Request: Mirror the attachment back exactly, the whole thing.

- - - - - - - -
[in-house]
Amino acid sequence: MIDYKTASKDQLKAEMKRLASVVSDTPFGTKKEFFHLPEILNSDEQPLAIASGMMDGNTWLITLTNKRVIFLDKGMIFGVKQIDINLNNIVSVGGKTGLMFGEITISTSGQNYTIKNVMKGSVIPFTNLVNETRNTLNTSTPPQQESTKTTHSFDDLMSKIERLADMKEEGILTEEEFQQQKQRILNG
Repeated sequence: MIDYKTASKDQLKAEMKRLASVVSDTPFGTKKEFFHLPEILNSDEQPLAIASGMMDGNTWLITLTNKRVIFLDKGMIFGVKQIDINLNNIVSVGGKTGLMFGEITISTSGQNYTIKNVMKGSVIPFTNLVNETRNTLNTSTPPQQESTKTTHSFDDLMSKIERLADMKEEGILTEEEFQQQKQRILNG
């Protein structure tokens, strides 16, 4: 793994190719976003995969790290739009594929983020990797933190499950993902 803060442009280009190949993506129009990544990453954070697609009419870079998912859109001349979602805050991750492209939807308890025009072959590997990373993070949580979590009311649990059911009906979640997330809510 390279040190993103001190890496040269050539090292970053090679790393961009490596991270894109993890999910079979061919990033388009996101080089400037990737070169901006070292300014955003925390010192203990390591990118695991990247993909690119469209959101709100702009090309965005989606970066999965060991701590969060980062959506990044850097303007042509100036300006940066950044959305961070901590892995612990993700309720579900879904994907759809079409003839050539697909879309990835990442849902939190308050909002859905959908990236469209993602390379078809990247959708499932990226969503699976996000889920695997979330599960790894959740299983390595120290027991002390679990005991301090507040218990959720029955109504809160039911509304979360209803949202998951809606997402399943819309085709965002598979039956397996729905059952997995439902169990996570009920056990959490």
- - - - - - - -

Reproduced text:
[in-house]
Amino acid sequence: MIDYKTASKDQLKAEMKRLASVVSDTPFGTKKEFFHLPEILNSDEQPLAIASGMMDGNTWLITLTNKRVIFLDKGMIFGVKQIDINLNNIVSVGGKTGLMFGEITISTSGQNYTIKNVMKGSVIPFTNLVNETRNTLNTSTPPQQESTKTTHSFDDLMSKIERLADMKEEGILTEEEFQQQKQRILNG
Repeated sequence: MIDYKTASKDQLKAEMKRLASVVSDTPFGTKKEFFHLPEILNSDEQPLAIASGMMDGNTWLITLTNKRVIFLDKGMIFGVKQIDINLNNIVSVGGKTGLMFGEITISTSGQNYTIKNVMKGSVIPFTNLVNETRNTLNTSTPPQQESTKTTHSFDDLMSKIERLADMKEEGILTEEEFQQQKQRILNG
């Protein structure tokens, strides 16, 4: 793994190719976003995969790290739009594929983020990797933190499950993902 803060442009280009190949993506129009990544990453954070697609009419870079998912859109001349979602805050991750492209939807308890025009072959590997990373993070949580979590009311649990059911009906979640997330809510 390279040190993103001190890496040269050539090292970053090679790393961009490596991270894109993890999910079979061919990033388009996101080089400037990737070169901006070292300014955003925390010192203990390591990118695991990247993909690119469209959101709100702009090309965005989606970066999965060991701590969060980062959506990044850097303007042509100036300006940066950044959305961070901590892995612990993700309720579900879904994907759809079409003839050539697909879309990835990442849902939190308050909002859905959908990236469209993602390379078809990247959708499932990226969503699976996000889920695997979330599960790894959740299983390595120290027991002390679990005991301090507040218990959720029955109504809160039911509304979360209803949202998951809606997402399943819309085709965002598979039956397996729905059952997995439902169990996570009920056990959490």